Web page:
SHANNON DRAYER

Mariners ‘starting to get there’ in building a bullpen for the future

Sep 16, 2019, 5:22 PM

Mariners RHP Sam Tuivailala...

Mariners reliever Sam Tuivailala has a 1.96 ERA and 1.04 WHIP in 19 games this season. (AP)

(AP)

It has been a long and often painful road watching the Mariners’ relievers this year. To be clear, this was expected as the bullpen was not an area of focus in year one of general manager Jerry Dipoto’s rebuild plan, but there appears to be at least a glimmer of light at the end of the tunnel for the bullpen going forward.

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Of the 33 pitchers who have thrown innings in relief this year – position players and one Justus Sheffield “headlining” outing excluded – a good number have emerged as possible bullpen pieces going forward. This will provide a different look next year for the Mariners in spring training.

While before under Dipoto the bulk of the Mariners’ bullpen arms brought into camp were attached to names most were not familiar with (usually relievers from other organizations signed to minor league contracts), most of the relievers in Peoria next spring should have the ability to hit the ground running as the Mariners will already have history with them.

“It’s huge,” said manager Scott Servais. “It’s not just getting the guy from waivers from another organization – you get ’em in here, introduce them to coaches, our process, here’s what we value, our catchers. It takes a while as a catcher to get to know this guy can actually execute these pitches in this spot or he can’t. Knowing our guys, having our group together in spring training, it’s really going to change what we have been doing the last few years and I am really excited about that. The continuity, the familiarly the guys have with themselves, it really helps.”

Dipoto’s philosophy with the bullpen this year was to go with numbers and see what shook out. Relievers that he thought could benefit from Mariners coaching – which included diving into the biomechanics of the pitcher and an analytical breakdown to maximize pitch usage – were claimed off waivers at an almost frenetic pace. Some saw improvement, some did not, but in the end the Mariners are left with an interesting group that has the potential to be at least the base of a more permanent bullpen with bigger pieces to be added later.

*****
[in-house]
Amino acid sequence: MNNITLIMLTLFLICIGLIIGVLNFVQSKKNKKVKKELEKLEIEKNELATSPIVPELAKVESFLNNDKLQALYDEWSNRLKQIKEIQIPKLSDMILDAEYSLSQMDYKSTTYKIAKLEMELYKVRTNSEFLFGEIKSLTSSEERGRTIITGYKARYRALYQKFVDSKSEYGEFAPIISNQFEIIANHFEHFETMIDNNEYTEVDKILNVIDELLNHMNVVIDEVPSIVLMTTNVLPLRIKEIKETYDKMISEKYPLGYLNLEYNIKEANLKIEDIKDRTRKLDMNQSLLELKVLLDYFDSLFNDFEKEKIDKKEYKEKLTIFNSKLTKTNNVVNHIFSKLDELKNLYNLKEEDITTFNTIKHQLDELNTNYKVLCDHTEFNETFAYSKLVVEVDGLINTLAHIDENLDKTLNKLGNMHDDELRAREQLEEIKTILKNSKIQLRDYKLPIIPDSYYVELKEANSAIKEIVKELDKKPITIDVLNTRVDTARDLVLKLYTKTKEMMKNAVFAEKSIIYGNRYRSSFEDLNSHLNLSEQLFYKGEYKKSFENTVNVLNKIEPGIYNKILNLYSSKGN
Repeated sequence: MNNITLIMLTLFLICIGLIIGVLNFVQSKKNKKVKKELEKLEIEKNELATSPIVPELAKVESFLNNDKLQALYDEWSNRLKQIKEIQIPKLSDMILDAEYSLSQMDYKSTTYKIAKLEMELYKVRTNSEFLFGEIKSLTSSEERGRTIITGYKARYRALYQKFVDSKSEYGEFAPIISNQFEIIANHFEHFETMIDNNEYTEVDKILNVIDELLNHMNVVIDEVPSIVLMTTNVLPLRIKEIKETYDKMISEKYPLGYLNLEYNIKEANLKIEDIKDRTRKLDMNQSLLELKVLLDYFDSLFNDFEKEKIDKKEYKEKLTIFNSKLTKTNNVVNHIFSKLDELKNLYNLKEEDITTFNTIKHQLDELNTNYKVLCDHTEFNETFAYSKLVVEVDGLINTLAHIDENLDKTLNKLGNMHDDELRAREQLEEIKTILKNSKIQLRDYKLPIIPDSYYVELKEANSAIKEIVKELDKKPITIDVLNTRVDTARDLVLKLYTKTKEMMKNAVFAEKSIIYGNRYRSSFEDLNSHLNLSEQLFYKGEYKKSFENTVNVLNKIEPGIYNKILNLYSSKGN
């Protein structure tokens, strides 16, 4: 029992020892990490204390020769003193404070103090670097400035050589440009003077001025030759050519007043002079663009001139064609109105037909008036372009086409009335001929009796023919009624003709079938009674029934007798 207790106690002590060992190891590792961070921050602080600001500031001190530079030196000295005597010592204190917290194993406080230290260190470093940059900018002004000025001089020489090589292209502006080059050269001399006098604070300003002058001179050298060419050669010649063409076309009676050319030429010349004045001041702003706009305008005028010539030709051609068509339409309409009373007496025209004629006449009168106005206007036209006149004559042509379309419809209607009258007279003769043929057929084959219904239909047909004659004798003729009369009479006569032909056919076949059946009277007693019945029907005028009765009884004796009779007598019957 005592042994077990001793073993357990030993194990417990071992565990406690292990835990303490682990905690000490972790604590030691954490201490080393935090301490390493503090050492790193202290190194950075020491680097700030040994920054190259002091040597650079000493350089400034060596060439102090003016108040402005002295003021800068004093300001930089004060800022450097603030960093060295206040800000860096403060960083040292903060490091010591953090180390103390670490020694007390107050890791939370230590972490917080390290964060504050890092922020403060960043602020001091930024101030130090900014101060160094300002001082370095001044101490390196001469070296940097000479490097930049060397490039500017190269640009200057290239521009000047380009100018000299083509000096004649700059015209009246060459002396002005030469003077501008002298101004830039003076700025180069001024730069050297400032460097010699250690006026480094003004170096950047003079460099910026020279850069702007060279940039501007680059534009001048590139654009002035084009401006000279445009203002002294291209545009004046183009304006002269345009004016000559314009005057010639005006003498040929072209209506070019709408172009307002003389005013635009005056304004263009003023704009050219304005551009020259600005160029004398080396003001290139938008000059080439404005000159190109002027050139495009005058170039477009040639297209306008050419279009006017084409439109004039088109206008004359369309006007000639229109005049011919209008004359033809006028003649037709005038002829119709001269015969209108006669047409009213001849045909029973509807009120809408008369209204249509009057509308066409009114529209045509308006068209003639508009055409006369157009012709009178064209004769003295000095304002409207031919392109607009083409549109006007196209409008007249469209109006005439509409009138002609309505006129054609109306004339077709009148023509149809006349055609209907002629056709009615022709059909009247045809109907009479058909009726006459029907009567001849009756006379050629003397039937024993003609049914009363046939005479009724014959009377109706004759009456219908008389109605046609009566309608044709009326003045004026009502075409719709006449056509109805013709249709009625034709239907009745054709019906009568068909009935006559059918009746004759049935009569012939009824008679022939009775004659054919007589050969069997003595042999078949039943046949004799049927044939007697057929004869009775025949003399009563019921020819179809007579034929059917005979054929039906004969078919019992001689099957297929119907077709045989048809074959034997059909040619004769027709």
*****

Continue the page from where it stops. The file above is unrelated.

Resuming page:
Servais listed Matt Magill, Anthony Bass, Sam Tuivailala, Dan Altavilla, Taylor Guilbeau and Erik Swanson as relievers who have at the very least at times been pitchers he has liked what he has seen from. With all of them there is more to be learned as none have spent a full year on the Mariners’ roster, and the potential for further development should exist.

Adams brings the second-best strikeouts per nine innings rate in baseball for relievers who have thrown 29 innings or more. What does he look at 55 innings?

There is no question Altavilla has good stuff – very good stuff. Command has always been the question. Have recent changes with his delivery helped?

Guilbeau, a left-hander, was thought by many to be a left-on-left guy only, but in his first 12 innings in the big leagues his splits have been pretty close to neutral.

Matt Wisler shines as an opener, fades in true relief. What value does he bring?

It appears the determination that Swanson is a reliever and not a starter has been made, so what adjustments can he make in his new role?

Brandon Brennan will have survived his Rule 5 year and along with Swanson will be able to be optioned to the minors next year, perhaps giving the Mariners more flexibility than they had in 2019.

On its own, the Mariners’ crop of relievers is not a group you would look to take into a season in which you expect to compete for the playoffs, but that will not be the Mariners goal next season. A solid pen, however – one with more known quantities – could help push them closer as well as help with development, giving a young offense and most likely two young starters a better chance at winning games by holding up their end of bargain.

It is still a work in progress, but the semblance of a bullpen as opposed to a season-long open tryout has the potential to come into focus.

“We are starting to get there,” said Servais. “We’ve also got some really interesting guys coming that aren’t here yet. I think we will have a very, very competitive spring training for a lot of those spots.”

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